Aldan Oviter Markson of Maplewood, N.J., died June 16, 2019, at age 89. He was a loving husband to his wife of 50 years, Patricia, a father, lawyer and judge with a wide-ranging intellect and interests as varied as the game of Go, British parliamentary history and the New York Jets.
Aldan was born in 1929 in Caldwell N.J. Both parents died before his 8th birthday and he was raised by his mother’s sister, Lilly. While a good student, it was his knack for standardized tests that propelled him to be admitted to both Dartmouth College and Columbia Law School. He loved to relate the tone of shock with which his high school principal reported that Aldan had the highest SAT score in his high school.
After law school, Aldan was drafted into the military just as the Korean War ended and he was assigned to what he referred to as the “best job in the army.” Never rising above the rank of corporal, he was assigned a car and driver and provided an office overlooking the Golden Gate Bridge at the Presidio. While there, his job was to represent solders charged with military crimes. As he liked to say, he never again had an office as beautiful as the one he had in the Army at age 25.
After the Army, Aldan returned to New Jersey to start his law practice in the borough of Kenilworth, representing individual clients and small businesses in the ordinary matters of life for over 50 years: taxes, real estate, divorce, probate. Later in his career, it was not uncommon for him to represent the grandchildren of some of his first clients, which he enjoyed immensely. While successful in his professional endeavors by any objective measure, Aldan was not particularly motivated by financial gain. He loved the law and the practice of law. To him a “great” case was not a lucrative or high-profile one; it meant one with an interesting legal angle or challenge. He valued his reputation for integrity, professionalism and legal knowledge.
Aldan served the people of Kenilworth as city attorney and then municipal judge for 15 years, and was known for his fairness, knowledge of the law, professionalism and wit. He would use humor to make a point in a disarming way, but he was always realistic about his sense of humor. After leaving the bench, he loved saying that people (particularly other attorneys) did not find his jokes nearly as funny as when he was judging their cases.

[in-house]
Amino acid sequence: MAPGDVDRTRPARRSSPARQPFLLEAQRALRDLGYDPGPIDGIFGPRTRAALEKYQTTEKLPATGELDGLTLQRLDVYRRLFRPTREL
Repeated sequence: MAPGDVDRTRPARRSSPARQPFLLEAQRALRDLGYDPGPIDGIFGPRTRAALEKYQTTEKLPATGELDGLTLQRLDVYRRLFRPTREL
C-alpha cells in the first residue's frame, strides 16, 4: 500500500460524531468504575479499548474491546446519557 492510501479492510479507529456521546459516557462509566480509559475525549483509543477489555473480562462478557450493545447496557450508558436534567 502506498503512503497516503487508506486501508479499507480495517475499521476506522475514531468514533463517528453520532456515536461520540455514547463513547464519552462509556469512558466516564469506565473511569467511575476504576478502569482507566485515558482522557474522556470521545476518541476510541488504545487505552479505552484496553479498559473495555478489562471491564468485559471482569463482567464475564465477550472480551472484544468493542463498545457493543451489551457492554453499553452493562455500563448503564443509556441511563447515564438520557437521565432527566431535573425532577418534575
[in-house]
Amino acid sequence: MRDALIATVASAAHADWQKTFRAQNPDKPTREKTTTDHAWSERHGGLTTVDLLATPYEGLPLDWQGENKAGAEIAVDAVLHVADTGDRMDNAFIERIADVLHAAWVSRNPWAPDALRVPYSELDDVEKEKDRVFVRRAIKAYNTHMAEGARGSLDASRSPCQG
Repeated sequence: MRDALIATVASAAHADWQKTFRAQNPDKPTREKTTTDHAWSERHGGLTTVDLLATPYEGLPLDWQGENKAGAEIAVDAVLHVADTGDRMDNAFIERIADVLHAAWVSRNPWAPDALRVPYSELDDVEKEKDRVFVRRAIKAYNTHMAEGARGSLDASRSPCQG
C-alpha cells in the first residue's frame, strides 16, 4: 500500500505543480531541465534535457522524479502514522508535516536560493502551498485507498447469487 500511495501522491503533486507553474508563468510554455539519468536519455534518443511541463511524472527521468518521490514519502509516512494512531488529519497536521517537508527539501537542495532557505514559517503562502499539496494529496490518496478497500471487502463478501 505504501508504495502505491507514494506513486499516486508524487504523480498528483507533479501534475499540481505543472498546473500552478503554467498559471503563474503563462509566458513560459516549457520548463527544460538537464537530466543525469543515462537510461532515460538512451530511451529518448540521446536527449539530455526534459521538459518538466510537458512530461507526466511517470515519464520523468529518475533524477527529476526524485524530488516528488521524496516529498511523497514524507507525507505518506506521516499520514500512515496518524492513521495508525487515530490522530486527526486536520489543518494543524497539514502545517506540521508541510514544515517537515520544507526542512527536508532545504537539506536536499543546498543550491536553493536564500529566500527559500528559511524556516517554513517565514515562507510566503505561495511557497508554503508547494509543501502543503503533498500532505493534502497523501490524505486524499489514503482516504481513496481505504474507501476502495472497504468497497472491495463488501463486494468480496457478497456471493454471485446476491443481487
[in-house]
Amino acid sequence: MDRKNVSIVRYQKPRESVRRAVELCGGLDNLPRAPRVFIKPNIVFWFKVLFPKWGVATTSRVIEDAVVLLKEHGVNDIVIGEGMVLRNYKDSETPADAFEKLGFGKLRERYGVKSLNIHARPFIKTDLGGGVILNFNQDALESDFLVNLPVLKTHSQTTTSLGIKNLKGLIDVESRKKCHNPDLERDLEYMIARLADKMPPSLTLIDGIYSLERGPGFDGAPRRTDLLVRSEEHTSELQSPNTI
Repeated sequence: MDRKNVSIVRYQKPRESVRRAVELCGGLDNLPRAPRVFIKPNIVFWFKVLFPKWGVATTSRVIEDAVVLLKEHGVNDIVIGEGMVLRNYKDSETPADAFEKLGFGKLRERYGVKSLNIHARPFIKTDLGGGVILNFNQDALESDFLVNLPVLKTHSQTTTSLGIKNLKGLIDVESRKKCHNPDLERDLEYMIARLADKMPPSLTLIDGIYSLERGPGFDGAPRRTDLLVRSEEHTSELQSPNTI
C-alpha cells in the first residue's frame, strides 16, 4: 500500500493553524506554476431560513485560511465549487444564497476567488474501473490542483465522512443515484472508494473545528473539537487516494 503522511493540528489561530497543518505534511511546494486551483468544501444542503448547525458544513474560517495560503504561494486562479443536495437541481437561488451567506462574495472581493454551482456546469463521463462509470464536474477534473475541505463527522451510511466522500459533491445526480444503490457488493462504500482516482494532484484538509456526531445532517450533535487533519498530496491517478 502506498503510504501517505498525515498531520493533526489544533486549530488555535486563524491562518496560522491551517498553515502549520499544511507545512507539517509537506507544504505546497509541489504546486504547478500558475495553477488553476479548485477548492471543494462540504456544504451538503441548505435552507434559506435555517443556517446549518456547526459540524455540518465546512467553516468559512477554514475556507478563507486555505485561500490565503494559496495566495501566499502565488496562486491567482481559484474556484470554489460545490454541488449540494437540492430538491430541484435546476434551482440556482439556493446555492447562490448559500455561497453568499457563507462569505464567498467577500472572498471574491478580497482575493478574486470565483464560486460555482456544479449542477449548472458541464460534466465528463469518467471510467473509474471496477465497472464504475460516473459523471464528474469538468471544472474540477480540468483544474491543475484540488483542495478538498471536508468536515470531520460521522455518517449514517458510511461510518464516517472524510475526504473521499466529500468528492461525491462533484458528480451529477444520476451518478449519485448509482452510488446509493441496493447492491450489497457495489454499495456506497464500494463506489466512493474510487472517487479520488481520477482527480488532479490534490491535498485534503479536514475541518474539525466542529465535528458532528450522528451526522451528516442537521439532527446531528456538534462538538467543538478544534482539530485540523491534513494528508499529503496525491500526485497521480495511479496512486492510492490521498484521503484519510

Aldan was born when Herbert Hoover was president and died in the internet age, but never became an old man. He continued to learn, grow and adapt up until his death. Aldan was quick to see the value of new technologies for his law practice and was an early adopter of copy machines, word processors, LexisNexis and the internet. In his mid-50s, Aldan decided that he would go back to school and completed the challenging master-of-tax program at New York University. When Patricia took a job in Cincinnati and they temporarily moved there, Aldan decided that moving across the country would not hinder him professionally, got admitted to the Ohio Bar, and at age 75, sent out his resume and was hired as a real estate attorney for a local firm. He continued to practice law and assist clients through his late 80s.
He was an avid reader and collector of books and enjoyed a good intellectual debate about history, politics, economics or any other subject. He was a competitive online player of chess and Go and enjoyed chatting and playing with players from around the world. Aldan loved the outdoors, animals in general and his Jack Russells specifically. While professionally dispassionate in most cases, anyone found guilty of animal abuse could expect to receive the maximum allowable penalty in Aldan’s court.
Aldan lived a complete and fulfilling life with few regrets. He is survived by Patricia and his children Carol, John, Jennifer, Stephen and Paul. He was predeceased by his daughter Emily.